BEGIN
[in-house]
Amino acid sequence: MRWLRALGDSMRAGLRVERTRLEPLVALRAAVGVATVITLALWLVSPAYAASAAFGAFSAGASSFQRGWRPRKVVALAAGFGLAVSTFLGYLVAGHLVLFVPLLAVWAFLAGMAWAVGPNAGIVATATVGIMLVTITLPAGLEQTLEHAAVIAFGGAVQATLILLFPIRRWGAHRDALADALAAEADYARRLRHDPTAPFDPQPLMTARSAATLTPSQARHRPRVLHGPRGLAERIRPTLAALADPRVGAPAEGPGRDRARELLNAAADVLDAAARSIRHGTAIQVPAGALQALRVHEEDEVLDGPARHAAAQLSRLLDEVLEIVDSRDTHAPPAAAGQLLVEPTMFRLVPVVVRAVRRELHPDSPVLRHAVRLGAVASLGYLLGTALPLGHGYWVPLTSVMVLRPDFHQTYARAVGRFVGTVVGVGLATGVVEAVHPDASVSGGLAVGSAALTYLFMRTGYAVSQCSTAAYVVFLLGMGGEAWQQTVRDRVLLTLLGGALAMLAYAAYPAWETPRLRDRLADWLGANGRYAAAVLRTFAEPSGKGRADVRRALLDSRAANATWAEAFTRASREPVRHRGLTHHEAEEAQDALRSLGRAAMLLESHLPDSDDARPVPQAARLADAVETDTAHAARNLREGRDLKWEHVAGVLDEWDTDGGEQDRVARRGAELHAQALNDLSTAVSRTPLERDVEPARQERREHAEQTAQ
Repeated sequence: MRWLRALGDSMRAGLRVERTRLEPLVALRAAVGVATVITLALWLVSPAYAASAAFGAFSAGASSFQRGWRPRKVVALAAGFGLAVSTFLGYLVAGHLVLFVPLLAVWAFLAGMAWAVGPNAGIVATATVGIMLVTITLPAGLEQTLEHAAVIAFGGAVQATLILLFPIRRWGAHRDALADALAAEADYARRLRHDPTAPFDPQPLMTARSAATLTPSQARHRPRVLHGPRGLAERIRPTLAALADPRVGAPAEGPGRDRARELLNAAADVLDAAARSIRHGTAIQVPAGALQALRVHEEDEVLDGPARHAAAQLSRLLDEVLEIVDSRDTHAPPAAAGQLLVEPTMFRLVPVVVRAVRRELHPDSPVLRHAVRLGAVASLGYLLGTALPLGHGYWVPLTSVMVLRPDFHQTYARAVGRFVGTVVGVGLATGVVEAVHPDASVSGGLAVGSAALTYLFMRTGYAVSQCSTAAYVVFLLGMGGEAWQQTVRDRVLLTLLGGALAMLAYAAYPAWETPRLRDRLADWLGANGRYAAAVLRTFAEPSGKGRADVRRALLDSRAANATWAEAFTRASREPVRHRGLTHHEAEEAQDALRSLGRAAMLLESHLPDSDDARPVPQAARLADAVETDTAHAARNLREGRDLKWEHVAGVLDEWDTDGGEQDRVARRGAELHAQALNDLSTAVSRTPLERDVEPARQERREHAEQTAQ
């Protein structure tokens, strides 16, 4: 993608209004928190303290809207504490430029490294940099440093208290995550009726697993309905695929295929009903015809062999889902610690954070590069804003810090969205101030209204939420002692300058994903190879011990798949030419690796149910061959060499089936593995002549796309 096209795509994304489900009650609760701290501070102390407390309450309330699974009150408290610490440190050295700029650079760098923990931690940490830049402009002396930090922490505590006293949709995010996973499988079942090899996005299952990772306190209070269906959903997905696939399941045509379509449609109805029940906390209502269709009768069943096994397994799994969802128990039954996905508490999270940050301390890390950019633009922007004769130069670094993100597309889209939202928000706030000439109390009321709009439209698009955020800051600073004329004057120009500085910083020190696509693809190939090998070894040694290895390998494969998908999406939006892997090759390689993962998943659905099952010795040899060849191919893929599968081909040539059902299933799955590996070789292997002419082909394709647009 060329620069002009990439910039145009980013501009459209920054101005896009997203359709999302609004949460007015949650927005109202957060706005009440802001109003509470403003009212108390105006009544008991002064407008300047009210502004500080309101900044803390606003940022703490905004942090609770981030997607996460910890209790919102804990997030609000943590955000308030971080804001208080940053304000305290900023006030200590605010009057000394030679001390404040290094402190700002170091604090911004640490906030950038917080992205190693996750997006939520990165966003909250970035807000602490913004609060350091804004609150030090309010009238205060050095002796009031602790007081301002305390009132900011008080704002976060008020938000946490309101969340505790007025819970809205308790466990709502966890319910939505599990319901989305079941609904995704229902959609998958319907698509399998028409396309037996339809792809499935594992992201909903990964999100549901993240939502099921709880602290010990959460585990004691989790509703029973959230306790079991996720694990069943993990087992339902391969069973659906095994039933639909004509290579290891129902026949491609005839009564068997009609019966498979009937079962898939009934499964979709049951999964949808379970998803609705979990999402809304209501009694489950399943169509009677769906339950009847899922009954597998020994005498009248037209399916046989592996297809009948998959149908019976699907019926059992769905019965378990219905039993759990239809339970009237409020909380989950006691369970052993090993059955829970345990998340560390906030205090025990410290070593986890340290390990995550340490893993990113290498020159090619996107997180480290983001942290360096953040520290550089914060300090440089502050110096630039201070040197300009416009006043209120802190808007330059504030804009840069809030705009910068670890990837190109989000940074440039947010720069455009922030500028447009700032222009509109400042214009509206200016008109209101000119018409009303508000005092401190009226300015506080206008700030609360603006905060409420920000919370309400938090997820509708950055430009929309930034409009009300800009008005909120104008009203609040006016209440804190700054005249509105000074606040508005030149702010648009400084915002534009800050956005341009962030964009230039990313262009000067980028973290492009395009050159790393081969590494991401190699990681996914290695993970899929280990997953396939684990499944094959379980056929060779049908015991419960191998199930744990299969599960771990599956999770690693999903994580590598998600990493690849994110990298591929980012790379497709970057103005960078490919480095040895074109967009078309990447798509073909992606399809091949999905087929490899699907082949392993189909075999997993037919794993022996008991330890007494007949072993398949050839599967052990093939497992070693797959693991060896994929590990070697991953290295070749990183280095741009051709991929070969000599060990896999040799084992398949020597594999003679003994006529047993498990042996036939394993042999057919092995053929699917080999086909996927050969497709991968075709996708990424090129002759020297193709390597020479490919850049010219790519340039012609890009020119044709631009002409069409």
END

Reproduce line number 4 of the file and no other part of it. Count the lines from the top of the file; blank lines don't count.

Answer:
């Protein structure tokens, strides 16, 4: 993608209004928190303290809207504490430029490294940099440093208290995550009726697993309905695929295929009903015809062999889902610690954070590069804003810090969205101030209204939420002692300058994903190879011990798949030419690796149910061959060499089936593995002549796309 096209795509994304489900009650609760701290501070102390407390309450309330699974009150408290610490440190050295700029650079760098923990931690940490830049402009002396930090922490505590006293949709995010996973499988079942090899996005299952990772306190209070269906959903997905696939399941045509379509449609109805029940906390209502269709009768069943096994397994799994969802128990039954996905508490999270940050301390890390950019633009922007004769130069670094993100597309889209939202928000706030000439109390009321709009439209698009955020800051600073004329004057120009500085910083020190696509693809190939090998070894040694290895390998494969998908999406939006892997090759390689993962998943659905099952010795040899060849191919893929599968081909040539059902299933799955590996070789292997002419082909394709647009 060329620069002009990439910039145009980013501009459209920054101005896009997203359709999302609004949460007015949650927005109202957060706005009440802001109003509470403003009212108390105006009544008991002064407008300047009210502004500080309101900044803390606003940022703490905004942090609770981030997607996460910890209790919102804990997030609000943590955000308030971080804001208080940053304000305290900023006030200590605010009057000394030679001390404040290094402190700002170091604090911004640490906030950038917080992205190693996750997006939520990165966003909250970035807000602490913004609060350091804004609150030090309010009238205060050095002796009031602790007081301002305390009132900011008080704002976060008020938000946490309101969340505790007025819970809205308790466990709502966890319910939505599990319901989305079941609904995704229902959609998958319907698509399998028409396309037996339809792809499935594992992201909903990964999100549901993240939502099921709880602290010990959460585990004691989790509703029973959230306790079991996720694990069943993990087992339902391969069973659906095994039933639909004509290579290891129902026949491609005839009564068997009609019966498979009937079962898939009934499964979709049951999964949808379970998803609705979990999402809304209501009694489950399943169509009677769906339950009847899922009954597998020994005498009248037209399916046989592996297809009948998959149908019976699907019926059992769905019965378990219905039993759990239809339970009237409020909380989950006691369970052993090993059955829970345990998340560390906030205090025990410290070593986890340290390990995550340490893993990113290498020159090619996107997180480290983001942290360096953040520290550089914060300090440089502050110096630039201070040197300009416009006043209120802190808007330059504030804009840069809030705009910068670890990837190109989000940074440039947010720069455009922030500028447009700032222009509109400042214009509206200016008109209101000119018409009303508000005092401190009226300015506080206008700030609360603006905060409420920000919370309400938090997820509708950055430009929309930034409009009300800009008005909120104008009203609040006016209440804190700054005249509105000074606040508005030149702010648009400084915002534009800050956005341009962030964009230039990313262009000067980028973290492009395009050159790393081969590494991401190699990681996914290695993970899929280990997953396939684990499944094959379980056929060779049908015991419960191998199930744990299969599960771990599956999770690693999903994580590598998600990493690849994110990298591929980012790379497709970057103005960078490919480095040895074109967009078309990447798509073909992606399809091949999905087929490899699907082949392993189909075999997993037919794993022996008991330890007494007949072993398949050839599967052990093939497992070693797959693991060896994929590990070697991953290295070749990183280095741009051709991929070969000599060990896999040799084992398949020597594999003679003994006529047993498990042996036939394993042999057919092995053929699917080999086909996927050969497709991968075709996708990424090129002759020297193709390597020479490919850049010219790519340039012609890009020119044709631009002409069409």